Sunday, June 19, 2011

Dear Ally

Dear Ally,

Today is the first Monday, of many Mondays to come, being off of work due to a medical leave. My illness is psychological in nature, an eating disorder, which has resulted in some physical illnesses. As of today I would like to start to rediscover myself as a part of healing.

Previously I've dealt with my issues by managing my body image, taking on a lot of projects and setting the standards as being perfection. Now I've cut out many of my responsibilities to focus on myself and the treatment I need to do in order to get better. However, for the first time ever, I'm at a loss on how to start this personal project of self discovery. Waking up with nothing to do but whatever I want is causing major anxieties.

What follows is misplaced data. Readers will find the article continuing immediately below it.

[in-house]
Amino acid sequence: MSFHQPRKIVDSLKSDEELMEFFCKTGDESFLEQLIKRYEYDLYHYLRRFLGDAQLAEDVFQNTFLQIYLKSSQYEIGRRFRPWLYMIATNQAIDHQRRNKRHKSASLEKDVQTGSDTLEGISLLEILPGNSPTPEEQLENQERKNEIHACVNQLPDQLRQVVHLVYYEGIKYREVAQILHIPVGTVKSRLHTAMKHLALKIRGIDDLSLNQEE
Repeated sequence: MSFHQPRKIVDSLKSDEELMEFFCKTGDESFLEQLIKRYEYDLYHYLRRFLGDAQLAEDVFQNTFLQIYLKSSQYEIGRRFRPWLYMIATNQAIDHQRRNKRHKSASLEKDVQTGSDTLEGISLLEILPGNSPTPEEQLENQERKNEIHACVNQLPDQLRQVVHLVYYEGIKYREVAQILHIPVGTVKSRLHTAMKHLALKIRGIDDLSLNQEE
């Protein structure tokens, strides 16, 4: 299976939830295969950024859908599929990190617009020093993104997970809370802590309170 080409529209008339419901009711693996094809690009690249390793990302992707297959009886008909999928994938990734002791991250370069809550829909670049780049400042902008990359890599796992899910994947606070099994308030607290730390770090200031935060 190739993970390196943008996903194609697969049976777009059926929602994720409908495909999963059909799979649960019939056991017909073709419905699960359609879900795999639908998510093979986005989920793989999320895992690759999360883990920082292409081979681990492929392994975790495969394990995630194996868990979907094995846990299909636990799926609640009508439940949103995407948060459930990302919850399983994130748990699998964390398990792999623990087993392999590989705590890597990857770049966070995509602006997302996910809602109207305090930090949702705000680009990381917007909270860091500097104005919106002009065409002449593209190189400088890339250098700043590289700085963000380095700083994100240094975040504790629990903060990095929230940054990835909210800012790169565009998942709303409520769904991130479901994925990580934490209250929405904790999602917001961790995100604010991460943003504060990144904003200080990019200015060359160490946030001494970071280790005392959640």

I have goals like being more in touch with myself, developing assertiveness, loving my inner beauty, appreciating my exterior appearance and being able to better control my destructive thoughts. I have no clue on the how to reach these goals. Any advice on how to start would be greatly appreciated.  xo

Signed, Ashelle

Dear Ashelle,

Your question and situation are very serious, so I'm going to treat them with the utmost respect and care.  Your life and happiness are at stake here.

I'm glad you're receiving therapy.  I used to think it was a cop-out when Ann Landers reflexively told questioners to "get therapy" but, in your case, you have a real need for it.  I hope therapy helps you sort out what's wrong and provides you with tools to improve.  The perspective of a trained professional is often very useful to us in seeing things we're blind about.